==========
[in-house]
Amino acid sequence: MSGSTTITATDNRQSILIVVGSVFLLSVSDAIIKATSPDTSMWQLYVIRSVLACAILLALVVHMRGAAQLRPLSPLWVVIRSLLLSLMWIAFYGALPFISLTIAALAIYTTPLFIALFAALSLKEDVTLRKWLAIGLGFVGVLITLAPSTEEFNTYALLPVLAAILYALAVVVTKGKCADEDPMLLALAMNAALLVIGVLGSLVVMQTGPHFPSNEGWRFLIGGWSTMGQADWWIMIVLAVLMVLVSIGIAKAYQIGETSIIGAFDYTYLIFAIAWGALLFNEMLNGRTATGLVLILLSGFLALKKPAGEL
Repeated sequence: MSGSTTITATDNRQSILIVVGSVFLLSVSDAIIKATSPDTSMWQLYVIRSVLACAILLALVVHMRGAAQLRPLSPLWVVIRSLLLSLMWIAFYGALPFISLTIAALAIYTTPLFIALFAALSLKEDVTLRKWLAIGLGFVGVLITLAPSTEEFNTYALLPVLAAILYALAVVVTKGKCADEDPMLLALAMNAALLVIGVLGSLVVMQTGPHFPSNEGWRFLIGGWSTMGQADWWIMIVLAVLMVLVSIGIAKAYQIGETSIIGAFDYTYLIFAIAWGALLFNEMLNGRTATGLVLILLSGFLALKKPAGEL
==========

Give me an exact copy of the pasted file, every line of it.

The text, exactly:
[in-house]
Amino acid sequence: MSGSTTITATDNRQSILIVVGSVFLLSVSDAIIKATSPDTSMWQLYVIRSVLACAILLALVVHMRGAAQLRPLSPLWVVIRSLLLSLMWIAFYGALPFISLTIAALAIYTTPLFIALFAALSLKEDVTLRKWLAIGLGFVGVLITLAPSTEEFNTYALLPVLAAILYALAVVVTKGKCADEDPMLLALAMNAALLVIGVLGSLVVMQTGPHFPSNEGWRFLIGGWSTMGQADWWIMIVLAVLMVLVSIGIAKAYQIGETSIIGAFDYTYLIFAIAWGALLFNEMLNGRTATGLVLILLSGFLALKKPAGEL
Repeated sequence: MSGSTTITATDNRQSILIVVGSVFLLSVSDAIIKATSPDTSMWQLYVIRSVLACAILLALVVHMRGAAQLRPLSPLWVVIRSLLLSLMWIAFYGALPFISLTIAALAIYTTPLFIALFAALSLKEDVTLRKWLAIGLGFVGVLITLAPSTEEFNTYALLPVLAAILYALAVVVTKGKCADEDPMLLALAMNAALLVIGVLGSLVVMQTGPHFPSNEGWRFLIGGWSTMGQADWWIMIVLAVLMVLVSIGIAKAYQIGETSIIGAFDYTYLIFAIAWGALLFNEMLNGRTATGLVLILLSGFLALKKPAGEL